Hot on the heels of the first images from the James Webb Space Telescope shared last week, the Hubble Space Telescope has released another stunning view of the cosmos.
The new Hubble image captures a globular cluster named Terzan 2, which is located in the constellation Scorpio. Globular clusters are dense collections of hundreds of thousands, if not millions, of ancient stars that help shed light on the history of the universe.
“The intense gravitational pull between closely spaced stars gives globular clusters a regular spherical shape,” European Space Agency officials said. said in a press release. “As a result, images of the cores of globular clusters, like this sighting of Terzan 2, are filled with a multitude of twinkling stars.”
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The recent image from Hubble, which ESA shared on July 11, was captured using the Space Telescope’s Advanced Camera for Surveys and its Wide Field Camera 3. Hubble detects light from objects distant astronomical objects, which is then reflected by its secondary mirror to smaller mirrors which direct the light into individual instruments.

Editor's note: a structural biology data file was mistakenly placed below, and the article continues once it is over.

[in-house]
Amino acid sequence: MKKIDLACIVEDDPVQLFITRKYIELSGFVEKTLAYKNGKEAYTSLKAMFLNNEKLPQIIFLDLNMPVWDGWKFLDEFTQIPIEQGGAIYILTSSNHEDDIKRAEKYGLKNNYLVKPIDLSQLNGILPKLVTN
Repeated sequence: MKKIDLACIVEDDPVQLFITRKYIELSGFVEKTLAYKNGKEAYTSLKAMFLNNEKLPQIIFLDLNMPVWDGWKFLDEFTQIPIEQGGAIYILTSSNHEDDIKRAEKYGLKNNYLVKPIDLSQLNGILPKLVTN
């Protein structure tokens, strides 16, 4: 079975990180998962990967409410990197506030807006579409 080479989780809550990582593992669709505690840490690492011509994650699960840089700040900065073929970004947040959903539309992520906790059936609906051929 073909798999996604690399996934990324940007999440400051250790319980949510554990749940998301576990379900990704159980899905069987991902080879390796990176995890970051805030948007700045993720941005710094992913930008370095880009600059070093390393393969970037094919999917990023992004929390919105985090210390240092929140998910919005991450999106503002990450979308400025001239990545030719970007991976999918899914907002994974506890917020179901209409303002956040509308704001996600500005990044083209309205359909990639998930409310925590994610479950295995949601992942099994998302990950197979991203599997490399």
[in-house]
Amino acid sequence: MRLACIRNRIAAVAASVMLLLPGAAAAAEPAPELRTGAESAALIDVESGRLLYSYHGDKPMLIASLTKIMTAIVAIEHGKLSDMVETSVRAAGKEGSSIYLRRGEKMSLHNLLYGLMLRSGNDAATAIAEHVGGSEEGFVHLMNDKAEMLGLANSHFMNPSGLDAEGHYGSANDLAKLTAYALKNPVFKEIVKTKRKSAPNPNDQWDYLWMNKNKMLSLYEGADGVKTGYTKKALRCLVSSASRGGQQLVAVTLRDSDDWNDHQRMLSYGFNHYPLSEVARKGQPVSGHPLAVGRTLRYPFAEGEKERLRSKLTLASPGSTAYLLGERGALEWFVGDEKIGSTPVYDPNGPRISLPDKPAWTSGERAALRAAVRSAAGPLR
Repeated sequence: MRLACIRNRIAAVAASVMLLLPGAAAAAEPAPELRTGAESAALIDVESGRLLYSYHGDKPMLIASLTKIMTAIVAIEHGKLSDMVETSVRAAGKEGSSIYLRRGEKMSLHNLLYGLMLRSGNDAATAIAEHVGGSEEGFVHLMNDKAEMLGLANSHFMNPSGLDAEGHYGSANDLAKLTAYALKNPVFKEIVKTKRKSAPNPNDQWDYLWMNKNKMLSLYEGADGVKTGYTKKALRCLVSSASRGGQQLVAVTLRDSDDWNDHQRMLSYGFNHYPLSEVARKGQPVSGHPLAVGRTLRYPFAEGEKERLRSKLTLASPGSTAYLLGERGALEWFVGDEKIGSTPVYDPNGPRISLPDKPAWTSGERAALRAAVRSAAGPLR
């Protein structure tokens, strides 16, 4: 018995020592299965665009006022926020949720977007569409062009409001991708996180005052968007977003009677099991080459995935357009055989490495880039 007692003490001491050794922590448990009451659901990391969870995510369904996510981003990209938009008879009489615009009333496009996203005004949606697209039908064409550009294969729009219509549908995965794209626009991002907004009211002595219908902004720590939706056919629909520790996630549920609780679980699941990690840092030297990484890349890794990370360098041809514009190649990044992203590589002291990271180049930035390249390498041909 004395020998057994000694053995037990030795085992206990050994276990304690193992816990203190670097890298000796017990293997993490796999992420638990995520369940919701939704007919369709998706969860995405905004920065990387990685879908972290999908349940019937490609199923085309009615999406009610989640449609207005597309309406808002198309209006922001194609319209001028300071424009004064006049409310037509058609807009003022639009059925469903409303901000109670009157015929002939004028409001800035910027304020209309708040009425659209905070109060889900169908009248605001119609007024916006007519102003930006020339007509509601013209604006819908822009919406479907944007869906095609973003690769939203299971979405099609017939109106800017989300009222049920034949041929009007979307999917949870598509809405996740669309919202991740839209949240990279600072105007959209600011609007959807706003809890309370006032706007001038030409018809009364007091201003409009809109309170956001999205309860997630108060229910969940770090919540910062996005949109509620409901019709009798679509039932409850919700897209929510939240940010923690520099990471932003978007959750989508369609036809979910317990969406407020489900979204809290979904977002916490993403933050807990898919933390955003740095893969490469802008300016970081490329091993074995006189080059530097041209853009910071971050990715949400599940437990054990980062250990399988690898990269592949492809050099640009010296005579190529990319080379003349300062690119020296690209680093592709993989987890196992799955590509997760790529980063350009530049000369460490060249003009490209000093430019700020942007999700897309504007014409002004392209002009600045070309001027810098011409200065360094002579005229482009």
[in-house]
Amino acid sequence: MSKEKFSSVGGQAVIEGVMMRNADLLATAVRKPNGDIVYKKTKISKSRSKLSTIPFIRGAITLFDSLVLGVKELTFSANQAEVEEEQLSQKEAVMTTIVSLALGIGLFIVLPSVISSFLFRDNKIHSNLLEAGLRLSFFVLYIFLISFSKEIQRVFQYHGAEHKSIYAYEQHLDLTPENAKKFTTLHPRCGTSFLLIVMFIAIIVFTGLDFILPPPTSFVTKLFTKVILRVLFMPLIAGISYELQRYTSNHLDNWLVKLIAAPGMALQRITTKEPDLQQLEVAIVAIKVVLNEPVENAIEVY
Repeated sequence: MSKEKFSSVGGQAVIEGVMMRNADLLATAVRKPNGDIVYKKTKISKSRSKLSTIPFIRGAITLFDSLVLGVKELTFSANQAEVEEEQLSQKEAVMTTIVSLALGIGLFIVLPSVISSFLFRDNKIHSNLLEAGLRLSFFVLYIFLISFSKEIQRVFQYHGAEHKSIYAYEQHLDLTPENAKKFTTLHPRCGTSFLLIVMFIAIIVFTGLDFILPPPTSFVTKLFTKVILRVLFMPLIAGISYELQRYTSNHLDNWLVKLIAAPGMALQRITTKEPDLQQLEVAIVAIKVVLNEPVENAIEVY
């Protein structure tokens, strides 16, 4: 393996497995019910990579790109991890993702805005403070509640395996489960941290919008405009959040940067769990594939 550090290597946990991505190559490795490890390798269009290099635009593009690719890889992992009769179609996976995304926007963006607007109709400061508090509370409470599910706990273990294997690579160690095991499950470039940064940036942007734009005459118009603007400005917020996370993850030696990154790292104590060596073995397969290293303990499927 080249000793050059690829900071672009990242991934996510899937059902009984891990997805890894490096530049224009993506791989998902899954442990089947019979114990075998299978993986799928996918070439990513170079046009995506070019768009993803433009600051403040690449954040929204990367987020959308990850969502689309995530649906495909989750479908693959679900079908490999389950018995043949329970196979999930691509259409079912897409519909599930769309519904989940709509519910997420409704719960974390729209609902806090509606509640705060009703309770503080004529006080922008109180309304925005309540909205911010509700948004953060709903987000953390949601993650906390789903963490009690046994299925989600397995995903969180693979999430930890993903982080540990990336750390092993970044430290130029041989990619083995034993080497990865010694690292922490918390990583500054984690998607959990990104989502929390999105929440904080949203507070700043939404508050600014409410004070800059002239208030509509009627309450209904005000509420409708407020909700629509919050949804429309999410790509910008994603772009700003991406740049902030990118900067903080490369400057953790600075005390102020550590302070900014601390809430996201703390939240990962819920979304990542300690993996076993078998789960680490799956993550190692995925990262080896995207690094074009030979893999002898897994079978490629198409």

“Each of the four operational instruments on Hubble is a masterpiece of astronomical engineering in its own right, and contains an intricate array of mirrors and other optical elements to remove aberrations or optical imperfections from observations, as well as filters that allow astronomers to observe specific wavelength ranges,” ESA officials said in “The mirrors inside each instrument also correct for the slight imperfection in Hubble’s main mirror. The end result is a crystal-clear observation, like this scintillating portrait of Terzan 2.”
Recent sightings of Terzan 2 resemble another globular cluster called Terzan 9, which is located in the constellation Sagittarius near the center of the Milky Way. Hubble’s view of Terzan 9, which the ESA shared on June 13 (opens in a new tab)shows a twinkling starry scene resembling a “treasure chest stuffed full of gold,” according to a statement from the space agency.